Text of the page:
Housing Competition Heats Up Out West

Gerelyn is a member of The Motley Fool Blog Network -- entries represent the personal opinion of the blogger and are not formally edited.

KB Home (NYSE: KBH) has been scooping up acreage in California as it prepares to develop new housing communities in the San Francisco Bay area.  The Los Angeles-based home builder just acquired sites for 182 new homes for a pair of communities in Dublin, California. KB Home is also expanding its Southwestern footprint in Austin, Texas where it plans to develop GeorgeTown Village, which will consist of 184 new home sites. 

The developer is also doing something that is reminiscent of the auto industry. KB Home is starting an in-house financing arm through a partnership with Nation Star Mortgage. The new division, dubbed Home Community Mortgage, is structured as a limited liability company. It will provide financing options to KB Home customers and an added revenue stream for the home builder.

Last month, KB Home announced that its quarter-to-date preliminary net orders are trending 54% above 1Q 2011 levels. Shares of KB Home are up 14% year to date and the stock is slightly below its 52-week high.

 

<img src="/media/images/user_13739/mf-kbh-2013_1_large.png" />

Housing IPO

Nonetheless, KB Home, along with the rest of the housing sector, must make way for some new competition. TRI Pointe Homes (NYSE: TPH) recently completed a $233 million IPO in which its shares advanced 12%. The newly public company expects to net $156.3 million and intends to invest in land, development, and home construction throughout the West and Southwest with the proceeds.

While TRI Pointe isn't entirely new to the housing scene, as it was formed at a precarious time for housing in 2009, it is new to the equity capital markets. TRI Pointe owns some 9,600 lots across California, Arizona, and Colorado, according to the company's S-1 filing. Sales at the company increased from $4.1 million in 2010 to $26.5 million in September 2012. TRI Pointe has yet to attain profitability.

TRI Pointe Homes was formed after the worst of the housing crisis had surfaced. Management began making land acquisitions in 2010 upon receiving a capital injection from Starwood Funds. As a result, TRI Pointe doesn't own any "distressed legacy assets" in economically stagnant places, the company indicated in its S-1 filing.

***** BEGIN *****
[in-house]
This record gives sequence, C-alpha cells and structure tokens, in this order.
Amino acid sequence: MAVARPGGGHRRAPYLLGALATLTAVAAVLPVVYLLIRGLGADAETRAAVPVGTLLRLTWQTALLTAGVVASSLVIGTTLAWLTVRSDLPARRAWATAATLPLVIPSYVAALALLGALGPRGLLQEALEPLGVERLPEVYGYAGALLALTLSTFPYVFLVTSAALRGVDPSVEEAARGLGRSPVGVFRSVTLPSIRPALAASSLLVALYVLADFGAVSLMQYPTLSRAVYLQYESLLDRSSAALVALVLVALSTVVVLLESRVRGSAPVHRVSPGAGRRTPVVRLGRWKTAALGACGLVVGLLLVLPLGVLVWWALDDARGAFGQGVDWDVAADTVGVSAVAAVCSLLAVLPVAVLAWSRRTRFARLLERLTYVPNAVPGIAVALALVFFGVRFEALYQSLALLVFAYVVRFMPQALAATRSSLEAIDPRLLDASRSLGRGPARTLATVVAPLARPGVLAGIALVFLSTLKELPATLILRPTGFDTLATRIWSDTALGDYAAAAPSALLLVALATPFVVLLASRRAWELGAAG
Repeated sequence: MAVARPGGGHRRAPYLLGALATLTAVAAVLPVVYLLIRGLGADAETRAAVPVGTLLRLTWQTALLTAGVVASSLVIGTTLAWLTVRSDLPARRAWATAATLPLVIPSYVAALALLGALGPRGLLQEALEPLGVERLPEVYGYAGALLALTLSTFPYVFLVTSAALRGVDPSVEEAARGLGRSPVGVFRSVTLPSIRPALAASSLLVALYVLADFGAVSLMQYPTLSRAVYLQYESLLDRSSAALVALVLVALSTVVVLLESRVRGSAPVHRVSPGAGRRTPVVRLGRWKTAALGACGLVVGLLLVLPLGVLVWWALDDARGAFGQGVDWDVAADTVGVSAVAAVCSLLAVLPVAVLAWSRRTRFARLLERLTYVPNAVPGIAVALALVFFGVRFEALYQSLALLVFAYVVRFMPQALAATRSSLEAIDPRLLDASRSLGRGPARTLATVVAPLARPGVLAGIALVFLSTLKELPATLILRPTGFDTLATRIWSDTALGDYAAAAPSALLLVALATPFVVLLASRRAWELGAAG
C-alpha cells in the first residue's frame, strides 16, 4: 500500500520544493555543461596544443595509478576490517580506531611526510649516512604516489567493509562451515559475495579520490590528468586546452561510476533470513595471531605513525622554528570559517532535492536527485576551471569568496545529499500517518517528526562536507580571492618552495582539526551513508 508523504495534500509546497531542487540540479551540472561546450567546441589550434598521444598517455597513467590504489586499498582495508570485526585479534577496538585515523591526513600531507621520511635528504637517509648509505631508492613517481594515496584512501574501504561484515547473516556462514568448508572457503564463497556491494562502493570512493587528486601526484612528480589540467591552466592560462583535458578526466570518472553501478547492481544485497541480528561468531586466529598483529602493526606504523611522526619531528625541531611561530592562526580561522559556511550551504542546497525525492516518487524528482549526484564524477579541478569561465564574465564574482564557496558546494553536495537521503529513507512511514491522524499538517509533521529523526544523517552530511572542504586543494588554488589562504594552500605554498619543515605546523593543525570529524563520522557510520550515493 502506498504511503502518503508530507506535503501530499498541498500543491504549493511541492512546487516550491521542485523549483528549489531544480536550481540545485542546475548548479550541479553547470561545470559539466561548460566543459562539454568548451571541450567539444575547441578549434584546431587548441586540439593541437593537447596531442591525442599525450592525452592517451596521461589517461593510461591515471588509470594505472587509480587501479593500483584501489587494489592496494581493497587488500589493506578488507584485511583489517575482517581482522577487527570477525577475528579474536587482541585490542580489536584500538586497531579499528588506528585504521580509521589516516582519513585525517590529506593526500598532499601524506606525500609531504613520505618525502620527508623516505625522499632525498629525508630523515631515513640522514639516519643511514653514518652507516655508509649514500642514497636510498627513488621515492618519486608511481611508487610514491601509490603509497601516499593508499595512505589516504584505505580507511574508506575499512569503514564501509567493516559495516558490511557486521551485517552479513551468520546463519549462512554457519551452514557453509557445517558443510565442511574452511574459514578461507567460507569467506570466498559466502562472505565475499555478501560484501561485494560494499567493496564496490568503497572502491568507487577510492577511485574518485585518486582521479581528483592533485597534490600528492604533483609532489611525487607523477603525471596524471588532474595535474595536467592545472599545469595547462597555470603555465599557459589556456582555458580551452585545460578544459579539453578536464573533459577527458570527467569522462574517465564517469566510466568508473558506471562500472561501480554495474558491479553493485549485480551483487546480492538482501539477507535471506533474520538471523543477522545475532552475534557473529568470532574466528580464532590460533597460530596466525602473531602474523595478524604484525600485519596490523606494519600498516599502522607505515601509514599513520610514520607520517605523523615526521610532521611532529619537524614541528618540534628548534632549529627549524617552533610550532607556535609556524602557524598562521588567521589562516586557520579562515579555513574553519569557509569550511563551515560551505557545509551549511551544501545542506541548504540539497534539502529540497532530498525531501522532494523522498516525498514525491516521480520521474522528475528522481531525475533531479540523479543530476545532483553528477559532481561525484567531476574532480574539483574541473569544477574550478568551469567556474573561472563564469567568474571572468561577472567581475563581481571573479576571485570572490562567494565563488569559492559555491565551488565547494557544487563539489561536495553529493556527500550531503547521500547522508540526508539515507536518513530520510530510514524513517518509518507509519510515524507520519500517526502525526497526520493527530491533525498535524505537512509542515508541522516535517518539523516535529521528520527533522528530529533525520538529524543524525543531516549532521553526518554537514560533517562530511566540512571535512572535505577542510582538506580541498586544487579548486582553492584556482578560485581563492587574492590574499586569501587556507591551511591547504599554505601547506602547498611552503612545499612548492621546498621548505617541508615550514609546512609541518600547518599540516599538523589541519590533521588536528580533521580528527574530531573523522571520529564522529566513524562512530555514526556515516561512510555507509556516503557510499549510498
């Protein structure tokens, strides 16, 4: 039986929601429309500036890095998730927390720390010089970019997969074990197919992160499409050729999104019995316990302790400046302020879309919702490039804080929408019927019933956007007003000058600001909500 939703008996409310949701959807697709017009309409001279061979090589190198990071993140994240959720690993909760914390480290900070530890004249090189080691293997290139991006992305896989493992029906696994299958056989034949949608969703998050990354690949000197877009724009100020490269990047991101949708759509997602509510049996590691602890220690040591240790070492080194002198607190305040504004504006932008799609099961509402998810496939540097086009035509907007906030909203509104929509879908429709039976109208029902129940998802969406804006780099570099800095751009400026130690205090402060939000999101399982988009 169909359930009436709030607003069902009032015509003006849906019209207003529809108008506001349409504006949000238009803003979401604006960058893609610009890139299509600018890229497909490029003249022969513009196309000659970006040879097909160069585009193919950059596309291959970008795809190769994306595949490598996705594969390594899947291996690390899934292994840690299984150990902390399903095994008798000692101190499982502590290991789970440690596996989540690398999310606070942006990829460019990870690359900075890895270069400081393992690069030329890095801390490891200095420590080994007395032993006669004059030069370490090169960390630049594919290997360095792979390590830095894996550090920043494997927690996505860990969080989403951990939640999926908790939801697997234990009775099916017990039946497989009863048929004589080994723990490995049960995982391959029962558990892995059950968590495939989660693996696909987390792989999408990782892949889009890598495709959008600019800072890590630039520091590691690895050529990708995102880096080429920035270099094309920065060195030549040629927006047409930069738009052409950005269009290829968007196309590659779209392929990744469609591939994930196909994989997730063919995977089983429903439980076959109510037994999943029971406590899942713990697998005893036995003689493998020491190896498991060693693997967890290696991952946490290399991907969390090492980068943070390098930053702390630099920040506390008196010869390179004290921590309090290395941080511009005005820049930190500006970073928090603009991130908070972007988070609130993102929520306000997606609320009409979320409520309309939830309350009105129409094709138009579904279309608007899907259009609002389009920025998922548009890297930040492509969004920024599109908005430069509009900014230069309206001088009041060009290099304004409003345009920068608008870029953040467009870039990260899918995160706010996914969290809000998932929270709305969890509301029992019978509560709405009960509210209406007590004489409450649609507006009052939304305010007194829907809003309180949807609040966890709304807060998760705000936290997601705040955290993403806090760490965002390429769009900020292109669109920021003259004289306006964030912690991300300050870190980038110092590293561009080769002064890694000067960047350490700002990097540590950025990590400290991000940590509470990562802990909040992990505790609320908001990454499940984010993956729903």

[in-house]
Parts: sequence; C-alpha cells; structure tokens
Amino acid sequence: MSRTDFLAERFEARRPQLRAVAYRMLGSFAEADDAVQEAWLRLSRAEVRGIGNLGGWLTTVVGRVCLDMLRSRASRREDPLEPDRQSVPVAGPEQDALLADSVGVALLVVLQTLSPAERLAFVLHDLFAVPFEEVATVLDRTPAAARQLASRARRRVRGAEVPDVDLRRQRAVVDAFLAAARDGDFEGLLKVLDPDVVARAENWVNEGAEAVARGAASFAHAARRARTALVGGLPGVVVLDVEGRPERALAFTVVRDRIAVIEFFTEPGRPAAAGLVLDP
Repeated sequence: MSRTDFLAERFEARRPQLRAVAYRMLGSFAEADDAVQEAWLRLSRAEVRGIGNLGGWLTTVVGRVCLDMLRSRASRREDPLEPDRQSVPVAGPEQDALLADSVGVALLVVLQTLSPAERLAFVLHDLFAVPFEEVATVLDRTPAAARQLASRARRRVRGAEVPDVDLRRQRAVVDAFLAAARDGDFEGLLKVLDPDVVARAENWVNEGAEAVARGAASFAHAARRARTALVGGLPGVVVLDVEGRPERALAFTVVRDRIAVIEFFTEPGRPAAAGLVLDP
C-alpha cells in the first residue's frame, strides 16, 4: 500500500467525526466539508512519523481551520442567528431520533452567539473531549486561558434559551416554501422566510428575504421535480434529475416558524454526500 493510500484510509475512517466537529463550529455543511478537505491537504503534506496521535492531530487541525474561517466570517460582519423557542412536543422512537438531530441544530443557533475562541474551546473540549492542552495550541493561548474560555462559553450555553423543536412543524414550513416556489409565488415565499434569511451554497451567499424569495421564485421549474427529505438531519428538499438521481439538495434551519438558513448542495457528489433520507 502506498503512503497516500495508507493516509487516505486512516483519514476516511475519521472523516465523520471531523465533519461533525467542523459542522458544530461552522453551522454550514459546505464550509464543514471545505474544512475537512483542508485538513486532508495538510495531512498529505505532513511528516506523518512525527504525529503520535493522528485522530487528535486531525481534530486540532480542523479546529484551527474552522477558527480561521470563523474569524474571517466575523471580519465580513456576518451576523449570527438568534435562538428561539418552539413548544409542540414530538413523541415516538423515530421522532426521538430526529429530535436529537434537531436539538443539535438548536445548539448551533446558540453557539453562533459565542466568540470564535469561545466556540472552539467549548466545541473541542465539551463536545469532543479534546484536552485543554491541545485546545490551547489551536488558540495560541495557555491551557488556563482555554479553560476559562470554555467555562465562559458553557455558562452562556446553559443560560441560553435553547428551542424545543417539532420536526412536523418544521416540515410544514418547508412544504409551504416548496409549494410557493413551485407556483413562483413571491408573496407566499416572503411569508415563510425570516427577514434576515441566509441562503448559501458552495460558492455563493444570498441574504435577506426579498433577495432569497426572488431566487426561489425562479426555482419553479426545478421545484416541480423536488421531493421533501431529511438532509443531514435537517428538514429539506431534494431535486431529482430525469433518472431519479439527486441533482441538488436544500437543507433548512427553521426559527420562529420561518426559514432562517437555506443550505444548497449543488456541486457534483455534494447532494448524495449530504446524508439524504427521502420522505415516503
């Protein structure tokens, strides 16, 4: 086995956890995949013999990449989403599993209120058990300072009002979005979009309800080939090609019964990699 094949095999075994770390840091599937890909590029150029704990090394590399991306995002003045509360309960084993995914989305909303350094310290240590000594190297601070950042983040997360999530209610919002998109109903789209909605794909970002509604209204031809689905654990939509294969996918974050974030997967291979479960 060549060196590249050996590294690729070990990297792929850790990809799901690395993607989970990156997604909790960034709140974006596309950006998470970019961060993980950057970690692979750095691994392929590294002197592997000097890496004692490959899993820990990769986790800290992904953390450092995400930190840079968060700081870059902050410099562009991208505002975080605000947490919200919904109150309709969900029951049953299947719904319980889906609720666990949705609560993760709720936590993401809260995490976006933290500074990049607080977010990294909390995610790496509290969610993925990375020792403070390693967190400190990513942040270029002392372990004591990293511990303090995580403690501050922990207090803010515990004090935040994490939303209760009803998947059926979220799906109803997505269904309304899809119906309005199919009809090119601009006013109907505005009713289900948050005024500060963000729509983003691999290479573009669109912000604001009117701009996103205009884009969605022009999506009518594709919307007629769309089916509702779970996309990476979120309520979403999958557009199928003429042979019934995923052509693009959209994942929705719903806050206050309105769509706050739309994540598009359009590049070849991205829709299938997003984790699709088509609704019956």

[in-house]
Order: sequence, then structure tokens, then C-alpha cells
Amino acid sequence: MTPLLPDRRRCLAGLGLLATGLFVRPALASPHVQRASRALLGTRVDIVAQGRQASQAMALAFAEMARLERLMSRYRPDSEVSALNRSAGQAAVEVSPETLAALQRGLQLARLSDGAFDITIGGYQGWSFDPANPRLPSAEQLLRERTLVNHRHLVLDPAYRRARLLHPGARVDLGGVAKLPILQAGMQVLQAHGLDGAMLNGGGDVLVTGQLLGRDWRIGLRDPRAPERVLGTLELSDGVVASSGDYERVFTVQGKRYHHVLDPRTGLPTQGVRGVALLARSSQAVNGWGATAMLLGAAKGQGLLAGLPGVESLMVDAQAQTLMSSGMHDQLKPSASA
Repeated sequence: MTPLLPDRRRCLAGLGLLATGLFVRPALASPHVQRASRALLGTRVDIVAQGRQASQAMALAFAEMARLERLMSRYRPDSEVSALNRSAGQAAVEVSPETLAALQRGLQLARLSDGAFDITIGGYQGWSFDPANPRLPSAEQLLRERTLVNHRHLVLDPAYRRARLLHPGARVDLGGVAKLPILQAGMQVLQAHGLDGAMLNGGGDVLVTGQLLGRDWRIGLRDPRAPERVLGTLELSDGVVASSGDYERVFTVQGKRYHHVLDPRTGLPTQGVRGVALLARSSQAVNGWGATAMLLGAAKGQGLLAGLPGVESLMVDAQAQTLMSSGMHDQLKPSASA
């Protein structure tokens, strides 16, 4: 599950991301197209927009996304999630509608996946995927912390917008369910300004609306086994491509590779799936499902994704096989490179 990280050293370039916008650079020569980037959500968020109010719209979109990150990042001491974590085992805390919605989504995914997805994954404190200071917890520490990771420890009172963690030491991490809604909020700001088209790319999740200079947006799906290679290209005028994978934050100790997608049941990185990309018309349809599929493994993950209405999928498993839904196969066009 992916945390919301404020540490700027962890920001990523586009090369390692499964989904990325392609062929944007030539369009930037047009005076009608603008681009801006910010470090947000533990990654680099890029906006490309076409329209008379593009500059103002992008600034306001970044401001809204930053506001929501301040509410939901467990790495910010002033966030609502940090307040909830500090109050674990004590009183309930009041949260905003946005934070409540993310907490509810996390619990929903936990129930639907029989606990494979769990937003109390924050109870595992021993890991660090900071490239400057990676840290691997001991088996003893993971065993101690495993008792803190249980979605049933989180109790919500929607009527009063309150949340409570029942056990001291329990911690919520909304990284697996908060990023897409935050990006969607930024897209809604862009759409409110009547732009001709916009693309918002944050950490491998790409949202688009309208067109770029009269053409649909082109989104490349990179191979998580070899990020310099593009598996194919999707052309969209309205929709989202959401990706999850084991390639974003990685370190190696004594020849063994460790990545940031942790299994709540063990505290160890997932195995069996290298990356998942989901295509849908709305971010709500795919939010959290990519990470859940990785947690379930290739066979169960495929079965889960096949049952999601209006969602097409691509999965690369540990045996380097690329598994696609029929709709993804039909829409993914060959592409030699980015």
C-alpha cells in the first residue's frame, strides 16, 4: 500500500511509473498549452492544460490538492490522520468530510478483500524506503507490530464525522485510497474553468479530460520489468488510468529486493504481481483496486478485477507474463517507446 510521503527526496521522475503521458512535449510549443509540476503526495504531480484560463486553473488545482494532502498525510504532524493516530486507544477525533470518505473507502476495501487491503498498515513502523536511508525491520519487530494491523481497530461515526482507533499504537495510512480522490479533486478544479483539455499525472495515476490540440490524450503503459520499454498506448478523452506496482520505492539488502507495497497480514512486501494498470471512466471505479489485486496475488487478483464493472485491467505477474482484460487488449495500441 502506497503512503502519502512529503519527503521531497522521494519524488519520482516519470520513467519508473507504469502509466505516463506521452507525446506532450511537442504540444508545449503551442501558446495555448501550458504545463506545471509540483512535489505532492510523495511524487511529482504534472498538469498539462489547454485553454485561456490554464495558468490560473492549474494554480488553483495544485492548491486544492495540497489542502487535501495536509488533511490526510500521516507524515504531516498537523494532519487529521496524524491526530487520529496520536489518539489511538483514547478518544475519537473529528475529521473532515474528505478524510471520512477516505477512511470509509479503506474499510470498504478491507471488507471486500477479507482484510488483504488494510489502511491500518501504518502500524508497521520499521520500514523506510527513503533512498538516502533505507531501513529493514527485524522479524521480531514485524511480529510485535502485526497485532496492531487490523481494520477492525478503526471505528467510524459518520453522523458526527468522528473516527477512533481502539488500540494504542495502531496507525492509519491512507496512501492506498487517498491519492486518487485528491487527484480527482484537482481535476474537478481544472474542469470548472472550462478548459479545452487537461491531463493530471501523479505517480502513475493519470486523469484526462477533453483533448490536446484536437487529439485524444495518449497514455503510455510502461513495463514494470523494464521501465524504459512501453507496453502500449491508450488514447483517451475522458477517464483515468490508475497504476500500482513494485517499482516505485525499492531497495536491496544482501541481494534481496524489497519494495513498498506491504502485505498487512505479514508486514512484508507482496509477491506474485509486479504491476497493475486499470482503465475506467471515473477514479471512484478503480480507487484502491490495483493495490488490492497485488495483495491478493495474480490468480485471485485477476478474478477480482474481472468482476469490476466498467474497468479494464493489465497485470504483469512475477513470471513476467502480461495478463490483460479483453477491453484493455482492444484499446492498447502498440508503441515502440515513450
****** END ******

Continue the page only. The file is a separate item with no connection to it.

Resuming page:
Although TRI Pointe Homes is investing in California, which is still recovering from the housing crisis, it was able to select its properties with the added benefit of hindsight of the credit crisis, while some of its competition may still be left with unwanted land. Timing has helped TRI Pointe in its recruiting efforts, and the company is led by several industry veterans from William Lyon Homes, which was a publicly traded company through 2006.

Ghosts of Crisis' Past

As good news continues to unfold in housing, the capital markets are still being haunted by the sub-prime crisis of yesterday. The U.S. government is suing ratings agency Standard & Poor's, which is owned by The McGraw-Hill Companies (NYSE: MHFI), for falsely representing the credit worthiness of the debt securities dating back to 2007 that imploded.  The lawsuit - one that S&P calls "unjustified" and without legal merit" in a press release -- could fetch as much as $5 billion in damages, according to "The Wall Street Journal." Shareholders are taking the brunt of this fight so far with McGraw Hill shares dropping more than 10 percent on Tuesday, the day the lawsuit was filed, which was the stock's worst performance in a quarter-century, as pointed out by the WSJ. 

The landscape in the housing market has shifted over the past five years and companies like KB Home are adapting to the new environment. Its decision to expand into financing is innovative, which helps to make this sector interesting once again despite the battles that are still being fought in and around these stocks.

 


GerelynT has no position in any stocks mentioned. The Motley Fool has no position in any of the stocks mentioned. Try any of our Foolish newsletter services free for 30 days. We Fools may not all hold the same opinions, but we all believe that considering a diverse range of insights makes us better investors. The Motley Fool has a disclosure policy. Is this post wrong? Click here. Think you can do better? Join us and write your own!

blog comments powered by Disqus